Combination photo shows Ivory Coast's midfielder Yaya Toure (L) and Colombia's midfielder James Rodriguez.
Combination photo shows Ivory Coast's midfielder Yaya Toure (L) and Colombia's midfielder James Rodriguez.

Brasilia: Colombia are planning to rely on a possession game to combat the speed and power of Ivory Coast when the two sides meet in Brasilia tomorrow.

It is a Group C match in which there is everything to gain for two sides who began their World Cup campaigns with victories.

Colombia top the group after a dominant 3-0 victory over Greece while Ivory Coast hit back from a goal down to beat Japan 2-1.

The Japanese struggled to make their high-tempo, high-energy gameplan work against the Africans but Colombia midfielder Fredy Guarin says the South Americans will look to bypass the physical advantages of the Elephants by making the ball do the work.

The Inter Milan player said Colombia were ‘ready’ and ‘looking forward’ to the match against opponents who are ‘powerful and very fast’. “They’re a very physically strong team who fight for every ball and will rely on their physicality to try to beat us, but with our football, our passing and control of the ball we can have success,” said the 27-year-old.

“To beat them we have a plan and we mustn’t have any doubts about that plan. We have to be very intelligent, always keep the game under control, don’t give the ball away and take a breather with the ball, but above all have confidence in what we’re doing.”

A victory for either side would potentially secure their passage into the last 16, depending on the result between Japan and Greece, but although he didn’t say as much, Guarin suggested Colombia would be happy to settle simply for a clean sheet.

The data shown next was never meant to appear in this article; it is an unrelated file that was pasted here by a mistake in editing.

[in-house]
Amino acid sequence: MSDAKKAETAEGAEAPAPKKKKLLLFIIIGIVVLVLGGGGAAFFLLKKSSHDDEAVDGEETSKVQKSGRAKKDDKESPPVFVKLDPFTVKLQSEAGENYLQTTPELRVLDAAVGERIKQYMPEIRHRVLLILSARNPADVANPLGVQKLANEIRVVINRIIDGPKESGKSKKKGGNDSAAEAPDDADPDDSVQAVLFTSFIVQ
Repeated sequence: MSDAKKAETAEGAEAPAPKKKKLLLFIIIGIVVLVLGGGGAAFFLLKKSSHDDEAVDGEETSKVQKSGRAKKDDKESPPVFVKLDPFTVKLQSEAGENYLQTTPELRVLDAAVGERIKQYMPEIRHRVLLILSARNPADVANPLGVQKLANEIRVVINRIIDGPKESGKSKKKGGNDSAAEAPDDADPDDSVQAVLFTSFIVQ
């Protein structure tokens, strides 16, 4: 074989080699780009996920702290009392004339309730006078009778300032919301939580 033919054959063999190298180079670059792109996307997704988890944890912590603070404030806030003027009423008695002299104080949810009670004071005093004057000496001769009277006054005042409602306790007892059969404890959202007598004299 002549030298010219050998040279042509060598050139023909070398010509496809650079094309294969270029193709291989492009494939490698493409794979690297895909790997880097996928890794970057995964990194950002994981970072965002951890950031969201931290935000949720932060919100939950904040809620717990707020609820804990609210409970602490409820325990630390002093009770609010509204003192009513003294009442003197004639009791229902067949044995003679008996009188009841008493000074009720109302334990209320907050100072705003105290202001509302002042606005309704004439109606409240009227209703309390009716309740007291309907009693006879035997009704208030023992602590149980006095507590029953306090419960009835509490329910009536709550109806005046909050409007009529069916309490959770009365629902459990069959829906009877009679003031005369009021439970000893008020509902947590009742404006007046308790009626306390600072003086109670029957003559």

“Our concentration was very important against Greece. It was important to secure the zero (goals conceded) because the whole team fulfilled the defensive strategy,” said Guarin.

The physical approach Ivory Coast are likely to bring could include the presence of Didier Drogba up front after his game-changing entry off the substitutes’ bench against Japan.

Wilfried Bony had a disappointing game on his own up front and after the game Elephants coach Sabri Lamouchi, the former France midfielder, paid tribute to his veteran forward for his impact.

“His appearance changed the game. He brought in two or three players (to mark him) and the team created favourable situations,” said Lamouchi. He also had praise for midfielder Yaya Toure, who was another far from his best, although he has been struggling with a hamstring injury recently.

“With competitors like these two (Drogba and Toure), it’s much easier,” said Lamouchi. That suggests he may be planning on relying on his battle-hardened veterans for Thursday’s match.

The main plus side for the Africans, though, is that after group stage elimination in 2006 and 2010, at least this time they have begun their campaign with a victory.

This time around their group is considerably less daunting than at the last two editions.

 In 2006 they had been eliminated before their final group game victory over Serbia-Montenegro having already lost both to Argentina and the Netherlands.

Four years ago they were still in with a chance of progressing ahead of their final match against North Korea, whom they beat 3-0, but only after a draw with Portugal and defeat to Brazil.

Portugal’s 7-0 thrashing of North Korea had meant the Elephants would need many goals to stand any chance but as it was, the Europeans drew with Brazil and the chance was gone.

This time around, though, at the very least they will reach their final group game against Greece on June 24 with their destiny in their own hands

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Free Press Journal